Orange, Connecticut is a small town, west of New Haven. It’s where my husband grew up and where we visit yearly. When I found a Grace Coolidge letter written from Orange, my curiosity was piqued. Did Grace Coolidge really spend time in Orange, a town I know so well? As it turns out, yes she did!
The Coolidge’s son John and his young family, Grace Coolidge’s “precious four” as she referred to them, did indeed live in Orange. John Coolidge, in 1925, as an Amherst College Phi Gamma Delta, met Florence Trumbull, a Mount Holyoke student and daughter of the Governor of Connecticut, as they traveled on a train to the inauguration festivities in Washington.
On September 23, 1929, Florence and John married in Plainville, Connecticut. “As the couple gave their vows in a simple, seven minute ceremony, Professor William C. Hammond, of Mount Holyoke College, the bride’s alma mater, softly played ‘White’s Air,’ the college vesper song, as an obligato on the organ.” More than a thousand mums were transported by refrigerated rail car from California to be used in the wedding. Thousands lined the streets to “view the wedding which began as a charming boy and girl romance and soon became an event of nation-wide interest second only in social importance this year to the Lindbergh-Morrow wedding last May.”
Grace wrote her son a letter just before he married, “John, you are a son for a mother to be proud of and I want you to always feel that I am standing by, ready to do anything for you and Florence. You two together should make something beautiful of your lives. Just don’t let little things be-cloud your vision and, when the rough places need to be gotten over, hold your chin up, throw your shoulders back and go forward–for it’s the rough places which steady the feet and strengthen the muscles. Life is so beautiful–never do anything which will mar the sweetness of it. My, how I love you and how I want you to find in life all that is just and true and right and live it gloriously!”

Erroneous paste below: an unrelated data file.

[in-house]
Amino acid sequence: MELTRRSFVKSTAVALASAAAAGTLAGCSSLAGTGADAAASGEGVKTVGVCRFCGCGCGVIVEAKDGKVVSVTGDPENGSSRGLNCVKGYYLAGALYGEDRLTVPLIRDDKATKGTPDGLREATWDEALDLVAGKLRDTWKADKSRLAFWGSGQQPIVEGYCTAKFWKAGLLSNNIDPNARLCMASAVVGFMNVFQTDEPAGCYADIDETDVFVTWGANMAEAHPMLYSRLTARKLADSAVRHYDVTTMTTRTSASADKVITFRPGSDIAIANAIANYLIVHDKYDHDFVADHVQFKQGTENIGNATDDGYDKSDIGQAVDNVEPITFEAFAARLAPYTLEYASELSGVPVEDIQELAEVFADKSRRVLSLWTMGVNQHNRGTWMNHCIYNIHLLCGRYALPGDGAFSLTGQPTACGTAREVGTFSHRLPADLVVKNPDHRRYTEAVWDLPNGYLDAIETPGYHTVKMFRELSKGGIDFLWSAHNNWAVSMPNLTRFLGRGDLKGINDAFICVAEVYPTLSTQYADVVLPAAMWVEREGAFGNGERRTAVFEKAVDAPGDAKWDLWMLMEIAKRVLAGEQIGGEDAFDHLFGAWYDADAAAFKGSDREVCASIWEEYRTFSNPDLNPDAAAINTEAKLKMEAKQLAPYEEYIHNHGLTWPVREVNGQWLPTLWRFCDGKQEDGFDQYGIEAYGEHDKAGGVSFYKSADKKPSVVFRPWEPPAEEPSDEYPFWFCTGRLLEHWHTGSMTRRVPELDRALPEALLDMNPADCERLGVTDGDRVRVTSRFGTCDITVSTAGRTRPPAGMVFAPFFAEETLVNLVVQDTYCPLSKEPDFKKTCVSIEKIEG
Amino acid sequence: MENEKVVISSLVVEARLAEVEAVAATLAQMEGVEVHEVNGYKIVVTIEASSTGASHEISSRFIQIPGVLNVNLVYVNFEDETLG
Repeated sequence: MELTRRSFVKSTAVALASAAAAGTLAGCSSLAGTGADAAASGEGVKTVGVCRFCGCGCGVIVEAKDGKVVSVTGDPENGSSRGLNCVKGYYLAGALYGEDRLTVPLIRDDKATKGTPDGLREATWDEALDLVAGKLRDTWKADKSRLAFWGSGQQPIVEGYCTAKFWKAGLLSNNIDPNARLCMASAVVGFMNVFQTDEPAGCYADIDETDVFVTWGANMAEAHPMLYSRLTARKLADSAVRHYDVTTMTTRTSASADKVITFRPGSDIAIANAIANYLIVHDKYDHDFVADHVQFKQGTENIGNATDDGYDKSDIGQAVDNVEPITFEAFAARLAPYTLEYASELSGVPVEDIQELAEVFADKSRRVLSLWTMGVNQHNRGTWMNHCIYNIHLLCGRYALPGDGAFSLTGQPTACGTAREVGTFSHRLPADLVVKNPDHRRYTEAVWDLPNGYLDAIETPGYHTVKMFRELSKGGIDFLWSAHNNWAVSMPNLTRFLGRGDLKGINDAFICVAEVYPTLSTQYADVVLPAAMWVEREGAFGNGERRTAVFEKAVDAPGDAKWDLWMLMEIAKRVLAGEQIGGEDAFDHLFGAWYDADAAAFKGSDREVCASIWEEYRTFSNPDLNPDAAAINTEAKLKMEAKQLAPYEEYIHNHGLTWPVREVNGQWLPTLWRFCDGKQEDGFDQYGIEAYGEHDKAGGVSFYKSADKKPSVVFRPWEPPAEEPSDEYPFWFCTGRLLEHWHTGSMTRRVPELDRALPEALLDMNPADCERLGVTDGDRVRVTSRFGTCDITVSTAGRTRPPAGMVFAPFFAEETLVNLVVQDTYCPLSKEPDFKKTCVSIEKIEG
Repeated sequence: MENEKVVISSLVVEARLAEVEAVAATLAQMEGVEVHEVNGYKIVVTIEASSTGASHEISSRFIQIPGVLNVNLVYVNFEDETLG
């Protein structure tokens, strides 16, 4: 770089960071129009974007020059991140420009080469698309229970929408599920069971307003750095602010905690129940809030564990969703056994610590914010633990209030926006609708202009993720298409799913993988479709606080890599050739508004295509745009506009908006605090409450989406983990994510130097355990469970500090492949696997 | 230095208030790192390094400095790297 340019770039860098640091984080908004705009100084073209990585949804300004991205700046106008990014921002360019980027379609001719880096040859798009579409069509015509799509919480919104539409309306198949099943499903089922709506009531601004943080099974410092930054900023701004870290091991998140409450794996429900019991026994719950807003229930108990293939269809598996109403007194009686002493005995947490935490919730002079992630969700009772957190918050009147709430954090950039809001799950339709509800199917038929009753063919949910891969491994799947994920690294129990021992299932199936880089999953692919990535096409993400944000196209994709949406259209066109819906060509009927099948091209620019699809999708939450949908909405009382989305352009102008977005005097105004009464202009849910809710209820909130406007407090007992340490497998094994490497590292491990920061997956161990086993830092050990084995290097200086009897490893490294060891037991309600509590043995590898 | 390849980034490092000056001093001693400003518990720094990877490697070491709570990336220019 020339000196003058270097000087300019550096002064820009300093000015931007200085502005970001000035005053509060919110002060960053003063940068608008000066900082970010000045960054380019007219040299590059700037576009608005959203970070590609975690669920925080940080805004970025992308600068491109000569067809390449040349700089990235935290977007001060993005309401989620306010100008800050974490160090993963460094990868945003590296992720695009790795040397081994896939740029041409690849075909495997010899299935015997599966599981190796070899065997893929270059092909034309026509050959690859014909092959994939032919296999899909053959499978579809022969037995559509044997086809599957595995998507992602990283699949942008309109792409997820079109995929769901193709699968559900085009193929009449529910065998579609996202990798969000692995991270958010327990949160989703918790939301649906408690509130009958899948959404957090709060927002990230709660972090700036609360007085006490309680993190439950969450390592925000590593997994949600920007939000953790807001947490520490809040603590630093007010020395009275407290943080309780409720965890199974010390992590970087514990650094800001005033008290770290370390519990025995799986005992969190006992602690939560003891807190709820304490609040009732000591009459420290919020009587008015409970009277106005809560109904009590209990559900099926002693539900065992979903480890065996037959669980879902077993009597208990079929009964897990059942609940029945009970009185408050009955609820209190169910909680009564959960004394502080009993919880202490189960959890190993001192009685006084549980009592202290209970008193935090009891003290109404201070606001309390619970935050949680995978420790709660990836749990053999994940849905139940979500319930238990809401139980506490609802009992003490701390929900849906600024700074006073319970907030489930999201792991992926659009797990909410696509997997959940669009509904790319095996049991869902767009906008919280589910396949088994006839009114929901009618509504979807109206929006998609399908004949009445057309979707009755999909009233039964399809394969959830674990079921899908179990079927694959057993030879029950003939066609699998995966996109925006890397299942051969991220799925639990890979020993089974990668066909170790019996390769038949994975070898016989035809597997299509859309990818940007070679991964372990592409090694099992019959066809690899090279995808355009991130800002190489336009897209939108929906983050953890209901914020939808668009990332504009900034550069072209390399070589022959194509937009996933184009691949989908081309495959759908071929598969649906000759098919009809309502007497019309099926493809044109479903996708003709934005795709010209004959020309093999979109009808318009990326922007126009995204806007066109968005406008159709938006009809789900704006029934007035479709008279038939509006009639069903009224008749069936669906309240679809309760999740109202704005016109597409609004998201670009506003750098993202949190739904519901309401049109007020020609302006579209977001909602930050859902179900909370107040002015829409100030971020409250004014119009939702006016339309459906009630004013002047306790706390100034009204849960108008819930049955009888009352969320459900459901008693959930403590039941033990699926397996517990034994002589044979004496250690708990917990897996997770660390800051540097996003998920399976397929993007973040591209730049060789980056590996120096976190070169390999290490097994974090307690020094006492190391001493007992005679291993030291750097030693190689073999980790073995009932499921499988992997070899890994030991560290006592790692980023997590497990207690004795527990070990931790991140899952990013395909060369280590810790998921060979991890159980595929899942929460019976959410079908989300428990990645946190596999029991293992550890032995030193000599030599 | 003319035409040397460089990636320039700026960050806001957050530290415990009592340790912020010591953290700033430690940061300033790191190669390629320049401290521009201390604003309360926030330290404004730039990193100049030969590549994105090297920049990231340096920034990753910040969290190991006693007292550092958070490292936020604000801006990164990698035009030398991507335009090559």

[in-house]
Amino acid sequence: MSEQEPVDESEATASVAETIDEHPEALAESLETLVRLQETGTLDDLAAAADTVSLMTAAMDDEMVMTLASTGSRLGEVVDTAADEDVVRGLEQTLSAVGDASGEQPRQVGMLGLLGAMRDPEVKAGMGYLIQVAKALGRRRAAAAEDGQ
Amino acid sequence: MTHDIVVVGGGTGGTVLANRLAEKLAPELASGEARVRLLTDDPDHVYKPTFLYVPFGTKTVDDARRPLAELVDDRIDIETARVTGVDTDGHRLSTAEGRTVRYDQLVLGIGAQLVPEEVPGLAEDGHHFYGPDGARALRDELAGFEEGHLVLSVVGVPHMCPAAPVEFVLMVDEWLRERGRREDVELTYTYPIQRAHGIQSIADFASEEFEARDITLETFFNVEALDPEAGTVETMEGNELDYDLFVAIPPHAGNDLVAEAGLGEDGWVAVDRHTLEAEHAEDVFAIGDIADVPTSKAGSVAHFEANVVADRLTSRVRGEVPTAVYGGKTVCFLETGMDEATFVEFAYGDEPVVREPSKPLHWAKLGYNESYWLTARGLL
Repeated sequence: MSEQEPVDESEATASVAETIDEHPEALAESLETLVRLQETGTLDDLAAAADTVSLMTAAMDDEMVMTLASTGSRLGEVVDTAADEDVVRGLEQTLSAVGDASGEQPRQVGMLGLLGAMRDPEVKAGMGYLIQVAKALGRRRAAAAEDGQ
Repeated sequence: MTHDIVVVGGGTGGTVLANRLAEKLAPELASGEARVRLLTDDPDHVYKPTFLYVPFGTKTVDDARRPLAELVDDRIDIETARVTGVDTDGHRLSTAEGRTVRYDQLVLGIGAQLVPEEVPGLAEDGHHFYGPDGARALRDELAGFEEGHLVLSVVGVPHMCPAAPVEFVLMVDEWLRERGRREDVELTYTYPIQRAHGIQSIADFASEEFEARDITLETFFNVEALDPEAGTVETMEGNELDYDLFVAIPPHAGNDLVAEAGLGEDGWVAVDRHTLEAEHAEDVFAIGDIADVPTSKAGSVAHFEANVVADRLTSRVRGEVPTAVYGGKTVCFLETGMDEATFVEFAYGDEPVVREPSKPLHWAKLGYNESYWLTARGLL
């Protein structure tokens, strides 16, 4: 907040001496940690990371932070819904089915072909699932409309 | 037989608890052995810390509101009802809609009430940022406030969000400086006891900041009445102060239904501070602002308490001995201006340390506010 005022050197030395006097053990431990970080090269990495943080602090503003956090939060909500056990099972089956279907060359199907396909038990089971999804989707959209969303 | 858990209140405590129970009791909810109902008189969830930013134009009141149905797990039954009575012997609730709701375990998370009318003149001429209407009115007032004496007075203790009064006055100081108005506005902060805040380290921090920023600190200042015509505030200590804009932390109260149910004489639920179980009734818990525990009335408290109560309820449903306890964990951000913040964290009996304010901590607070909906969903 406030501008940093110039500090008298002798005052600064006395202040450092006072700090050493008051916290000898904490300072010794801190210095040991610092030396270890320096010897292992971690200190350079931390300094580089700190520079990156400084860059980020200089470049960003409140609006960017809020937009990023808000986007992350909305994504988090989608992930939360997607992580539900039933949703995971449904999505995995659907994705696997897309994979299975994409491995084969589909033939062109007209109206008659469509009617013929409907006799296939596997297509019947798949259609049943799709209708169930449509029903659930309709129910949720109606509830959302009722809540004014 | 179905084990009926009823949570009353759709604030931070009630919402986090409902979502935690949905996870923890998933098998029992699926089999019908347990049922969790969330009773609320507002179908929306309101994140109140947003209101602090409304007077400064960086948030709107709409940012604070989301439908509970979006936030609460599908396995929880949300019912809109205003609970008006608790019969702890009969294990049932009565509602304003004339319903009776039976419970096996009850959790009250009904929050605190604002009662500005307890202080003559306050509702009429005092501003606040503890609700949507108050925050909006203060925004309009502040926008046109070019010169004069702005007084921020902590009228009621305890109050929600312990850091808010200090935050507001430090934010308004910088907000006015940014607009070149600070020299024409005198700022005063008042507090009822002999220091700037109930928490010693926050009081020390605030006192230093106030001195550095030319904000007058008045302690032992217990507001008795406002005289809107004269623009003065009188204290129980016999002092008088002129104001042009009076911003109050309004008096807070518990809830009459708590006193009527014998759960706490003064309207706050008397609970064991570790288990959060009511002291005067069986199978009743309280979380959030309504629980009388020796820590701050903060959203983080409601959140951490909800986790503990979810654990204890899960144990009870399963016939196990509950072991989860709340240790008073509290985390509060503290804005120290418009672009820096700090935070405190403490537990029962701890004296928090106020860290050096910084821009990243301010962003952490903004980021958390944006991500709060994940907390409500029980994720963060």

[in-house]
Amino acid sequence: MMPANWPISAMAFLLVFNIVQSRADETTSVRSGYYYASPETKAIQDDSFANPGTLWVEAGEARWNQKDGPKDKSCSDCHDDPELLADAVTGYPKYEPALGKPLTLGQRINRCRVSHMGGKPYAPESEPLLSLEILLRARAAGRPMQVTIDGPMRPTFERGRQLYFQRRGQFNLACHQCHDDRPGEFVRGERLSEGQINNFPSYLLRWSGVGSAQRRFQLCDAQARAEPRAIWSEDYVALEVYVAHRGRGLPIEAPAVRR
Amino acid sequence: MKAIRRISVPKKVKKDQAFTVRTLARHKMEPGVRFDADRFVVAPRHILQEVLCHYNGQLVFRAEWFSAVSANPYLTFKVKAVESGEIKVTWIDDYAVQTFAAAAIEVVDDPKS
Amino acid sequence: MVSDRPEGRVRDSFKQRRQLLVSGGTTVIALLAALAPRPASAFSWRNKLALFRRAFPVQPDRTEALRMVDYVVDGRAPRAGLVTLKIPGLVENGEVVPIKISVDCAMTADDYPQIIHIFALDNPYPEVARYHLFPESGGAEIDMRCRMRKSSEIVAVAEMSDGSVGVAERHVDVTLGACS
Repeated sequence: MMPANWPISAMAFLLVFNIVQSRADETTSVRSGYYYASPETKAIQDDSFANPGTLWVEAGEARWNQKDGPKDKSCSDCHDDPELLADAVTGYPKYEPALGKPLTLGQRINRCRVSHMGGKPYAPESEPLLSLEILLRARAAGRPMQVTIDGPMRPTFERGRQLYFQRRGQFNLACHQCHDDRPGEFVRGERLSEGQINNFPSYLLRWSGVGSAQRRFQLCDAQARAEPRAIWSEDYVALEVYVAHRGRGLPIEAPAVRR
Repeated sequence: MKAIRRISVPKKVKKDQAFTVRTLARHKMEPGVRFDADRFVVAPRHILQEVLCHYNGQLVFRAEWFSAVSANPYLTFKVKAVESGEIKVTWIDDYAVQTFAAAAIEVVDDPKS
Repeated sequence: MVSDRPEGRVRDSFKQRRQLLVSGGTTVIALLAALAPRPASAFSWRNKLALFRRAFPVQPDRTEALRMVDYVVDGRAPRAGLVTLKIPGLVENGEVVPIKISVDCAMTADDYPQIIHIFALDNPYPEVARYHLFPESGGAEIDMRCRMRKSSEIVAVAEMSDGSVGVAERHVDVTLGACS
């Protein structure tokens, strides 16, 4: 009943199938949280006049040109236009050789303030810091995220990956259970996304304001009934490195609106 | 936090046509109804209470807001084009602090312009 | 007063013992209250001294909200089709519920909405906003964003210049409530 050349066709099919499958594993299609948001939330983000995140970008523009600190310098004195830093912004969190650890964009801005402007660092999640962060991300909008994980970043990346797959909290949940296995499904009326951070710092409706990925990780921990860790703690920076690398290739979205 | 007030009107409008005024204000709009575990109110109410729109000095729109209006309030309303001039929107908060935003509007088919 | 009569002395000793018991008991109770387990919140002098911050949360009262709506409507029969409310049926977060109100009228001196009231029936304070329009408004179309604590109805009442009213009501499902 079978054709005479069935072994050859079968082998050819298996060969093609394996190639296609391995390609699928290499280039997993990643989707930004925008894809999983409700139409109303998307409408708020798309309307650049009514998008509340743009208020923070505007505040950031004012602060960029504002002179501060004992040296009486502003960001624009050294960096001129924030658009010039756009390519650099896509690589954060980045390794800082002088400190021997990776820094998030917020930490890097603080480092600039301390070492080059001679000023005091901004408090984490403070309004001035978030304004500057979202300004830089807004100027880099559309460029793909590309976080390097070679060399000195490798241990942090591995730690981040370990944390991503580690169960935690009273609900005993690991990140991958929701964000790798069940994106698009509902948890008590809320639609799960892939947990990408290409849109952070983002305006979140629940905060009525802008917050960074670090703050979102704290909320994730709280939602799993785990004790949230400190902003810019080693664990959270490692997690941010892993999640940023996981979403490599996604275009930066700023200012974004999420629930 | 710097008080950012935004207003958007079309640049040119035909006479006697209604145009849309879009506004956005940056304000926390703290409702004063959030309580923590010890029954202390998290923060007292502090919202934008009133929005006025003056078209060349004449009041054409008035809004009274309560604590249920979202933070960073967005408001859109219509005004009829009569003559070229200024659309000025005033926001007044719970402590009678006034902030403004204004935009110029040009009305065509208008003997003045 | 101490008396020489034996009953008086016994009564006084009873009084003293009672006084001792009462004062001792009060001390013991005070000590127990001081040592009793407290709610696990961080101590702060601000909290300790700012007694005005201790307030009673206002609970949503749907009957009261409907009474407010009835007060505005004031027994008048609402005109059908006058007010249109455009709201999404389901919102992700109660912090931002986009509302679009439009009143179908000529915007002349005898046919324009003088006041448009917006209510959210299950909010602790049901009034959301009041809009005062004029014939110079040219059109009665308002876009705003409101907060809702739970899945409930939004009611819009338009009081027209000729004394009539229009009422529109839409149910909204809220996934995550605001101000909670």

After they first married, the couple lived for a time in Westville, Connecticut. John had taken a job with the New York, New Haven and Hartford Railroad. In 1933, their first child, Cynthia, was born. Her initials, “C.C,” mirrored the President’s initials. Daughter Lydia was born in 1939. At some point during John’s 13-year-long employment with the railroad, the Coolidges moved to Orange.
When I located the Round Robin letter written from Orange, where the former First Lady was babysitting her granddaughters, I called my mother-in-law and asked her to do some sleuthing. I wanted to know which house it was. She could find no leads. That summer, the Calvin Coolidge Memorial Foundation hosted a Grace Coolidge Day in Northampton, Massachusetts. My mother-in-law, daughter, and I attended. The Coolidge’s granddaughter, Lydia Coolidge Sayles, was on the program. We spoke with her and she told us exactly where the house was located. When we arrived back in Orange, we found the house and we chatted with a neighbor who had been friends with the Coolidge girls. She remembered the First Lady arriving at the home and playing jacks on the floor with the girls.